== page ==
The article I linked above is making the rounds in the adoption circles and groups I am a part of. I don’t normally interact much with adoptee groups, but I do like to know what the current topics and issues are. The conflict for me is that each adoptee is their own story and their life becomes the story. Because of that fact I find it overwhelmingly hard to interact and try to bond with other adoptees even though we all have an underlying sense that we belong to a special group. The differing sides to the adoption debate and the different views on adoption as a whole keep me from really jumping in and joining any of these groups. I have my own opinions on adoption based on my life and my experiences.

The reason most of us are so upset by what was said by the sports announcer is because it shows the carelessness and ignorance surrounding adoption and adoptees. In many ways it is the same attack made on immigrants when people tell them they aren’t really “American” even though they have lived here their whole life. Take that emotional topic and exponentially increase it tenfold. That is how much adoptees care about this subject because it is close to all of our hearts. Many of us have had a stranger, friend, ex-friend, roommate, or even a family member carelessly smash our confidence with some innocuous statement they didn’t think fully through. The problem is that while it is a passing remark for the doer, it is a stab in the heart to an adoptee.

We spend our whole lives working to be accepted. We spend an equal amount of time working to accept ourselves. To have some ignorant asshole tell us that we don’t truly know who we are or “you aren’t really a Cushman are you” is equal to a slap in the face. It is even more than that, you basically just went in time and kicked the younger me while I was in the orphanage and told me “no matter what you will never belong.” Remember that next time you talk to an adoptee and decide to tell them they aren’t really part of the family they have grown up with. Words do hurt and can last a lifetime.

-Opinionated Man

Jason C. Cushman

Ahn Soo Jin




the next day

family w jason

Just Once

If I could have one wish it would be to see you once more. To feel what it is like to belong for a change. Just once, just one time I wish I could reach through the window of my heart and touch your memory. Bringing you to life, more alive than you have ever been. More alive than you are in my soundless dreams, dreams where nothing seems to be as it should.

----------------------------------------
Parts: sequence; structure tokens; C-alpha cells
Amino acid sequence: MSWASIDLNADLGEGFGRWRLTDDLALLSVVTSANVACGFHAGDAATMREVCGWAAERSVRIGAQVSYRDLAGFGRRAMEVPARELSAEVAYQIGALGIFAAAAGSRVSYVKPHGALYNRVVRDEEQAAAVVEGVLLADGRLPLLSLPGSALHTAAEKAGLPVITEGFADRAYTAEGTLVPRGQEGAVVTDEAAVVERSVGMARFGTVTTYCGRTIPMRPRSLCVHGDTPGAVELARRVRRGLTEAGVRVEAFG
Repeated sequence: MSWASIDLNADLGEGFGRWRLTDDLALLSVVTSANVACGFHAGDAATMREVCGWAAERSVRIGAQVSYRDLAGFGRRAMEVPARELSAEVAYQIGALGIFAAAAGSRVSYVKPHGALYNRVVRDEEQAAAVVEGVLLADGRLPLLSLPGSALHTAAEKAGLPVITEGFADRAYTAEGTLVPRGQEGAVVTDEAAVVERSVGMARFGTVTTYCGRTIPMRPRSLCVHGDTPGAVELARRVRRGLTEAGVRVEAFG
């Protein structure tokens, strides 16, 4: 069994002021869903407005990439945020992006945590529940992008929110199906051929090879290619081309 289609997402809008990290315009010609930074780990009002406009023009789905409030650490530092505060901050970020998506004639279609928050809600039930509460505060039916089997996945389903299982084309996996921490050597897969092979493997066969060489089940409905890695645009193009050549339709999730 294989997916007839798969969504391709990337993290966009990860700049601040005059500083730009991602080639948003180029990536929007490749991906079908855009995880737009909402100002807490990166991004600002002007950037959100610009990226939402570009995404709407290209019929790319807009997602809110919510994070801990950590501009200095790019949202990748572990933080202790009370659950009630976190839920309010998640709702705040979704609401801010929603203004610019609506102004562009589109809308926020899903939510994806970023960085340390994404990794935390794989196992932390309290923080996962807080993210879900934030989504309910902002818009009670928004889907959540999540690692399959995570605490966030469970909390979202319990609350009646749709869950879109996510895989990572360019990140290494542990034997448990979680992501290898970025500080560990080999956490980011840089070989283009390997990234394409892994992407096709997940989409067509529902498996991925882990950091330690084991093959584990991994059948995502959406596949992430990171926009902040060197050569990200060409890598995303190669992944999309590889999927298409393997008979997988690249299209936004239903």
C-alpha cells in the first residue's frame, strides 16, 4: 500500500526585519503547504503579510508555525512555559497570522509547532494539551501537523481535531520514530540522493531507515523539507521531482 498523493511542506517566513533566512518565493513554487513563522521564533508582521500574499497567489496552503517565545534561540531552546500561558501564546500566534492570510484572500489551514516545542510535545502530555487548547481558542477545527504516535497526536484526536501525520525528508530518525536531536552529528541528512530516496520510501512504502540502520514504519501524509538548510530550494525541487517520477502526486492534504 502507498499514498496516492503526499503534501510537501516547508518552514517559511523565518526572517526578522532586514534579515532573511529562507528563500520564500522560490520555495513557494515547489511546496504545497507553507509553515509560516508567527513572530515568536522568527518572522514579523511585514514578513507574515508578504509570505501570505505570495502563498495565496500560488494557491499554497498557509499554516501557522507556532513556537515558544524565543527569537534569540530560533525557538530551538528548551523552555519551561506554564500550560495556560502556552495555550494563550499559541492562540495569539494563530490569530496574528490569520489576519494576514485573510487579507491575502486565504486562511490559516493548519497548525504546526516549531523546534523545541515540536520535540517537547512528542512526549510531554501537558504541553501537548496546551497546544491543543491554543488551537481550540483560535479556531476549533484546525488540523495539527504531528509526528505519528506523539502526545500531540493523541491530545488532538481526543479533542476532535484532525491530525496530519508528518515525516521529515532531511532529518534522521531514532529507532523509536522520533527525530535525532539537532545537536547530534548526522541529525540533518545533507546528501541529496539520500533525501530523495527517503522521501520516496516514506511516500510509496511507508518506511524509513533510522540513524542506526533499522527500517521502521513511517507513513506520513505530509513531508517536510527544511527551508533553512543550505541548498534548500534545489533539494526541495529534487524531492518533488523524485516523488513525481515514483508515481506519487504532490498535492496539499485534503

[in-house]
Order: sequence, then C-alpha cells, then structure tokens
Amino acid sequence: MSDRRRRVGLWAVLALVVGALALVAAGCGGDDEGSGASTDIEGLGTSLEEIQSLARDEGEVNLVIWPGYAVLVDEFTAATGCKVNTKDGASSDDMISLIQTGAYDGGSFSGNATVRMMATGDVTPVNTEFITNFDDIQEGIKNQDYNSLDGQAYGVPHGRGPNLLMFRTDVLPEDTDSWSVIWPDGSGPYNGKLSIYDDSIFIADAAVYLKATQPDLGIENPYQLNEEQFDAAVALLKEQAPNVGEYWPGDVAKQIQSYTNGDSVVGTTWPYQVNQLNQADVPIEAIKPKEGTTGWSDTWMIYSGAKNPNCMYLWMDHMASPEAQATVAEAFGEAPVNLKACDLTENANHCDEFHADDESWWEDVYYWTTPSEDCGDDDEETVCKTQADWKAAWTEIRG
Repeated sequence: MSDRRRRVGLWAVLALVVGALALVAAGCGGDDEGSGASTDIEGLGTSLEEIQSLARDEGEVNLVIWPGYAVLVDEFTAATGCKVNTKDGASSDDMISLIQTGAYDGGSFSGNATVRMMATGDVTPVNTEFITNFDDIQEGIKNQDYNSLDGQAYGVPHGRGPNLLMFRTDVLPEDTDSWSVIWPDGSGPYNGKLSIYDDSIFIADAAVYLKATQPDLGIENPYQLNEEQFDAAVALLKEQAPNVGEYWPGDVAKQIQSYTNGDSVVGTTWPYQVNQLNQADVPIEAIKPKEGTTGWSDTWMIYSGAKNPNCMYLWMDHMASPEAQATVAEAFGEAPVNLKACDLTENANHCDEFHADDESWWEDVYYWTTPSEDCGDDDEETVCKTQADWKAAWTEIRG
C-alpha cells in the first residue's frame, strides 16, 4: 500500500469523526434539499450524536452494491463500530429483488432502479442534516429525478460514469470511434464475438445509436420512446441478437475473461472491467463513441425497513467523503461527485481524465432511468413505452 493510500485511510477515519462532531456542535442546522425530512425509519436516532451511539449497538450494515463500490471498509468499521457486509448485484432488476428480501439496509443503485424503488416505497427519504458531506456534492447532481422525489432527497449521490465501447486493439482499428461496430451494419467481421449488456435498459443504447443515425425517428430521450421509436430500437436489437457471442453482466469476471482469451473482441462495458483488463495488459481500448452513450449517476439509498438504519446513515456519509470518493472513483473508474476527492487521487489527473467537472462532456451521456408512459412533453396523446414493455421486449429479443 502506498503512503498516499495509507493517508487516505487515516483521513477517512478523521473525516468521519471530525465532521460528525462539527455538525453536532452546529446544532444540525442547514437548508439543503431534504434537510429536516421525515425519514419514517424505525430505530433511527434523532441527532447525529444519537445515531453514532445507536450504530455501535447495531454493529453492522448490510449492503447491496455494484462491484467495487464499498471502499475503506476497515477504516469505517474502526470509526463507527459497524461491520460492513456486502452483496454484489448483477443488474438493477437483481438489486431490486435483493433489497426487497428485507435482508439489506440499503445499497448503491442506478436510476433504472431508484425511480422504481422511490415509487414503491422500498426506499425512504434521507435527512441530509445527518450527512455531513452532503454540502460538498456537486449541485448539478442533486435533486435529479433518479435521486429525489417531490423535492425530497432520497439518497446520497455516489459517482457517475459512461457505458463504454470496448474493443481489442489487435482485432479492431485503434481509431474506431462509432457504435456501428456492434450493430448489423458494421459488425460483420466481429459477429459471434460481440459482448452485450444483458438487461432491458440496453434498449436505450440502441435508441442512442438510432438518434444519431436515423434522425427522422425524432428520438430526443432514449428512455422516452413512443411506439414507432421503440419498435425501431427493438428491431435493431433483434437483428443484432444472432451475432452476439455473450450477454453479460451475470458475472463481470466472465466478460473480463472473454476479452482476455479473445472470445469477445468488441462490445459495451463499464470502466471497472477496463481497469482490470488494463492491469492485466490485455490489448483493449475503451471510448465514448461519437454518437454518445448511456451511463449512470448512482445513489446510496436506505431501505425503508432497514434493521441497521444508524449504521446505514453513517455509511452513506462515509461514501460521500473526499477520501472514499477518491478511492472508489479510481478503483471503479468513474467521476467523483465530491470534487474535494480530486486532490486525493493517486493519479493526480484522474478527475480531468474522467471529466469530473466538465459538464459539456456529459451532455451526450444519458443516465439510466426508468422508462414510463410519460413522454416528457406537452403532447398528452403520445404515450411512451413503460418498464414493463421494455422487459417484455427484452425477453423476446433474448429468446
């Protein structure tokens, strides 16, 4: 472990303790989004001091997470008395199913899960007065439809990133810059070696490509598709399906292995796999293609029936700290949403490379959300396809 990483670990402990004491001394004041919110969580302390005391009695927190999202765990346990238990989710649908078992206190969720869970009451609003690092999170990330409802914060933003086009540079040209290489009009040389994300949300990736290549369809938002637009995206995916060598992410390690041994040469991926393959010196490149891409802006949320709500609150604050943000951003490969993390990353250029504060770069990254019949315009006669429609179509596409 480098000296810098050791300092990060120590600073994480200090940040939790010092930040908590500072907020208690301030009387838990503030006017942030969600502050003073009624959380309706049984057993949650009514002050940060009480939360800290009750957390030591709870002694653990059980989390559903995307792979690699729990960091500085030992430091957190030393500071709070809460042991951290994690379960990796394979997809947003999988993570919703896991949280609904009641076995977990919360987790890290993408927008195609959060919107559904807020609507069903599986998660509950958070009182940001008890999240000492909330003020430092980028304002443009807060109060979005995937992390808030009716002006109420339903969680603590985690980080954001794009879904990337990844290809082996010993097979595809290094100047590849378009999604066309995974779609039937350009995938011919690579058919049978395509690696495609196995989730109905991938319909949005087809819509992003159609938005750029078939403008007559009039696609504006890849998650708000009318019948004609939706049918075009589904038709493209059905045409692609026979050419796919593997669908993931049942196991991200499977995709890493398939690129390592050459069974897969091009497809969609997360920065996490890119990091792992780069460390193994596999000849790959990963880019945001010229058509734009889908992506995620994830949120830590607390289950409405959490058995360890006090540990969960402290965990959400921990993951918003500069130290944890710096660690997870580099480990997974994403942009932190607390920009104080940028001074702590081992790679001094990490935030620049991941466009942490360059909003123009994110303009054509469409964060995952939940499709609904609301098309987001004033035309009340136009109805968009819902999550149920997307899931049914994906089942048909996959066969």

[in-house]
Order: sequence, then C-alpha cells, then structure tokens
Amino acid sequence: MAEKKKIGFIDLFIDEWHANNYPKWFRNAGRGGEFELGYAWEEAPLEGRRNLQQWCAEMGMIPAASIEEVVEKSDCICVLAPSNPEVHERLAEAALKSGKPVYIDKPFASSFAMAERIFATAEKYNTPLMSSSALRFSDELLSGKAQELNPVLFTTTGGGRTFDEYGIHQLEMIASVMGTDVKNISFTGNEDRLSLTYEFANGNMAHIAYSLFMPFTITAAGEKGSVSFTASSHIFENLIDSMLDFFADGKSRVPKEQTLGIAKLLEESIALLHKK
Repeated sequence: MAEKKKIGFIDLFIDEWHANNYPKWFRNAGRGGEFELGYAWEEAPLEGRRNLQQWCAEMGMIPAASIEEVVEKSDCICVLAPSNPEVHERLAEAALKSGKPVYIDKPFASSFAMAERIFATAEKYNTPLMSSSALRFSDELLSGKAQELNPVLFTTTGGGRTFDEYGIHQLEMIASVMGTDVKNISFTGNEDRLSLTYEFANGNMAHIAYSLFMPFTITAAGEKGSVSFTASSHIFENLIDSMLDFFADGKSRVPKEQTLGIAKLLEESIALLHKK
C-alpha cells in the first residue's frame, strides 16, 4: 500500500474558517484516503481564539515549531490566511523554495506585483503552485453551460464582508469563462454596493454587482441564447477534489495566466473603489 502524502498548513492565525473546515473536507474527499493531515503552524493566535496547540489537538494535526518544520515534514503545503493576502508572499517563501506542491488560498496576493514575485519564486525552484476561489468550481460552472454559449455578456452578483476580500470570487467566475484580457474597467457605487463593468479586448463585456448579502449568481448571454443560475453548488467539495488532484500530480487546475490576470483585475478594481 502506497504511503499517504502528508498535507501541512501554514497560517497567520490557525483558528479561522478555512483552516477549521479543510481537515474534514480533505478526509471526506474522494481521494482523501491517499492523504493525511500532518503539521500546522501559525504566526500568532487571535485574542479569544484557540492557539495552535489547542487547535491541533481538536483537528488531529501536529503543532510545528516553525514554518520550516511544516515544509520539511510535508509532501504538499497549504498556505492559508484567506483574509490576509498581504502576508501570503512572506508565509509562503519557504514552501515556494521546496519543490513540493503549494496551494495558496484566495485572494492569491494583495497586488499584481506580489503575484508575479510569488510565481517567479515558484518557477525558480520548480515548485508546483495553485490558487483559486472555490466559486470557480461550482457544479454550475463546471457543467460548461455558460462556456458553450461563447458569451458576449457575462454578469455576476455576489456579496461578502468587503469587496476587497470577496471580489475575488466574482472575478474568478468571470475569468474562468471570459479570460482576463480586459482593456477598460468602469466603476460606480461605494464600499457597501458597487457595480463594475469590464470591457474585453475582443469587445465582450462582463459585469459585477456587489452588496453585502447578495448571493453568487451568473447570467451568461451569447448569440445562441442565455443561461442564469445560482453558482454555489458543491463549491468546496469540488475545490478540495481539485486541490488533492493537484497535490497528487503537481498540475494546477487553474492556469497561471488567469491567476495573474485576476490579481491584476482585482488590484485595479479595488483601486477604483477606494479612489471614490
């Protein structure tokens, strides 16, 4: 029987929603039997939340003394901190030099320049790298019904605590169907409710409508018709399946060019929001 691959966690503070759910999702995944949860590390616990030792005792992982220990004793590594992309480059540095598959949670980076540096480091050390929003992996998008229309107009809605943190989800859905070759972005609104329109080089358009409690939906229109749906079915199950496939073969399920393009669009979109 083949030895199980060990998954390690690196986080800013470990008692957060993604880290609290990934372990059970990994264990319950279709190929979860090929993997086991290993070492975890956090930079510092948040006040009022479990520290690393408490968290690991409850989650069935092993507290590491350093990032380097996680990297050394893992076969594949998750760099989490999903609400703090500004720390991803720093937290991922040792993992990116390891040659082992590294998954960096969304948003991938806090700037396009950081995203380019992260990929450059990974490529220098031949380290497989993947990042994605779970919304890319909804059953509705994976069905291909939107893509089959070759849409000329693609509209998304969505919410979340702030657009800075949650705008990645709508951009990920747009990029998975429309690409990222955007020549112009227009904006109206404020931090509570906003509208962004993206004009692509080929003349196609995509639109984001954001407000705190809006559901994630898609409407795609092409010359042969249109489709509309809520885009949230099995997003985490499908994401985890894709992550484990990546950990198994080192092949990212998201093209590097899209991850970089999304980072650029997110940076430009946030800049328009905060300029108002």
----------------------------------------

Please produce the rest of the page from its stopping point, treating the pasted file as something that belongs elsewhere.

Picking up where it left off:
How can I know your heart when I don’t even know your name for sure. I hang a picture of your image unsure if that image is really you. But it has to be. I have made it you even if it is someone else. You are never more real than when I long for you. A longing so strong, so constant that it takes the sound of a cry in the night. A Korean cry from a Korean boy that died long ago. A somber sound of dying hope and the snuffing of memories that may not be.

Do you remember me in the night? Am I a memory that you struggle with, a memory that you hope is not real? Do you remember my name? What is it? Please give me back my identity with my Korean heart. Just once let me know you really exist. Just once let me finally know where I came from. I want to hold your hand once more. The only hand that haunts my memory. I miss you so much and the pain comes in waves. It causes me to run from the memory of Busan shores. It causes me to hate her a little more. It causes me to feel like I am more alive and because of that, just this once… I hope to die.







The Rant I Promised You

Disclaimer: Language & Opinion

They say to never write in anger. They say “professional bloggers” leave passion at home. Well if anything this proves I am not a professional blogger and will probably never be a professional writer. I am writing this while angry.

This morning I shared this link about a South Korean that was adopted as a child, abandoned again, separated from his sister, and then was incarcerated as an illegal immigrant once he applied for a green card. I then made the mistake we as social media users should know not to make. I read the fucking comments in the yahoo article and my blood pressure soared to heights unknown. If there had been an app available for me to punch people through the internet in the balls I would have downloaded that shit immediately. Fuck humans can be stupid.

This comment really got me.


What this fucktard doesn’t know is that there is no way for this adoptee to have stolen that Korean bible. That bible was fucking his! That is the only possession we have when we get off the fucking plane into this foreign world we never asked to be a part of. It is the only thing I had as well and I still have my bible as a reminder of the country that shipped me off and didn’t want me. I have mine as a reminder of my rejection.

The problem with social media and media in general is everyone gets a voice. Now I know that is ironic and perhaps even hypocritical coming from me considering what I do for a hobby. Today, today I don’t give a flying fuck if that makes me a hypocrite to say that. Today I don’t give any fucks what you think.